The project covers an area of over 1,100 hectares, including 140 hectares of water catchment area and another 97 hectares reserved for the dam that will feed some 860 hectares of farming land.
RC Burian explained that the project will help increase the production of seeds that will, in turn, supply the rest of the country. Tanzania’s seed demand is over 120,000 tonnes, yet the national production capacity is 40,000 tonnes, which is a mere third of the national demand.
“We are now importing seeds in excess of 60,000 tonnes annually. It is expensive for the country, and we are still left with a deficit of over 20,000 tonnes,” RC Burian noted.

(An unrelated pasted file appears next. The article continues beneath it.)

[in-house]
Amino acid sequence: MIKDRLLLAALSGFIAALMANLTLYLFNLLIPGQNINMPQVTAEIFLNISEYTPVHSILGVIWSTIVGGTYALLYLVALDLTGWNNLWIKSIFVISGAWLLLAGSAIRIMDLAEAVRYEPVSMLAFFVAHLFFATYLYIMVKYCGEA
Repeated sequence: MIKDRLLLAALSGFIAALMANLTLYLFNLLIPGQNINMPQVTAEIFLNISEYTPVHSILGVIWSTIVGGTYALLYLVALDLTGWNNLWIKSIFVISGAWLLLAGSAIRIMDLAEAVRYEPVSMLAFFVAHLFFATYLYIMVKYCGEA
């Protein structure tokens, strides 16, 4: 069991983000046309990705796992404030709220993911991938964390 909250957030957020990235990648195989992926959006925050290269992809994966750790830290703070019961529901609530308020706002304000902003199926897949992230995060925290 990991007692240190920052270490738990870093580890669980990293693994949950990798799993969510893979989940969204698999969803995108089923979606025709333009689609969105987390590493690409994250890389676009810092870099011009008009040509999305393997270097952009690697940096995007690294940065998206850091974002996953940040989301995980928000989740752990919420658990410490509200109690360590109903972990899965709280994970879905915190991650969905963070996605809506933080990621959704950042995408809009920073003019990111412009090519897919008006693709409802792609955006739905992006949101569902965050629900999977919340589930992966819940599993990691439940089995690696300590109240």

Based on the Samia Block Farm production projections, by 2025, the scheme will allow the country to meet 75 per cent of its seed demand and by 2030, the project will see Tanzania meet and surpass its seed demand.
As of 2020, the Tanzanian government set out plans to build new agricultural irrigation systems, charged to the Tanzania National Irrigation Commission (NIRC).
The government dedicated $426 million to build some 384 new irrigation systems over a five-year period. The projects were slated for eight regions, including Dodoma, Kilimanjaro, Mbeya, Morogoro, Mtwara, Mwanza, Tabora, and Katavi.
The project has now been realized under the second phase of Tanzania’s Agricultural Sector Development Program, which reaches completion at the end of 2023.